The National Defense Authorization Act currently working its way through the U.S. Congress contains language dealing with use by the Department of Defense (DoD) of satellites owned or operated by foreign countries including China, North Korea and Iran. The concern expressed by the Congress has to do with whether or not it is prudent to lease satellite bandwidth on platforms where, in the event there is a conflict or even a diplomatic spat between the United States and the country that owns or operates the satellite, the service might be cut off. 

Although there are a number of important details that would need to be worked out in order to implement such language, the general concern is legitimate, and it is likely that the restrictions in some form will be part of the bill when and if it is enacted. Thoughtful members of Congress and the DoD are reasonably asking, “How did we get in this situation?”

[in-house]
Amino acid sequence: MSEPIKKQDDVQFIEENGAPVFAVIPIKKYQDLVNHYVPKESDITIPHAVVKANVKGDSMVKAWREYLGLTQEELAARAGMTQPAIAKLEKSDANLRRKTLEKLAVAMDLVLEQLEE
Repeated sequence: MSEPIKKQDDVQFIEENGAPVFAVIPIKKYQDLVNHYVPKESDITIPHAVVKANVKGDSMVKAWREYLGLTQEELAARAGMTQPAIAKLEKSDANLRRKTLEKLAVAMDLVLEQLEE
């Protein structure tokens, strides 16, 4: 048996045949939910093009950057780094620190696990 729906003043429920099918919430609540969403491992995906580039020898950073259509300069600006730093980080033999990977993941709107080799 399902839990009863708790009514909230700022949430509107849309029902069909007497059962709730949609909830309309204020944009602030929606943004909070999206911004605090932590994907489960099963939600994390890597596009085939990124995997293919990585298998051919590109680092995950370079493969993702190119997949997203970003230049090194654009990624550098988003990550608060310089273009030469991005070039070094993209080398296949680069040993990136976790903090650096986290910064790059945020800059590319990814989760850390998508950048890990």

The Defense Department has some unique advantages because of its investments in space and space-based capabilities, and while it may be true that investments by others including the Chinese are narrowing the gap, the Unites States is still far ahead of everyone else. However, as our reliance on space-based capabilities has steadily grown, our acquisition practices have not kept pace, and at the same time our overall budgets have come under increasing pressure. As the Congress has pointed out, we are now in a situation where we may be vulnerable because we are depending on potential adversaries to provide capabilities we need to execute our national priorities, and that is indeed bad news. 

But there is also good news: We know how to fix this problem if we choose to do so.

The current DoD approach to buying commercial satellite capacity is to go out to vendors when the government has a need and purchase out of the vendors’ existing inventory. By waiting until the last minute, the Pentagon reduces the risk that it might buy the wrong thing. However, the downside of this approach is that the DoD must pick from a limited menu of available bandwidth.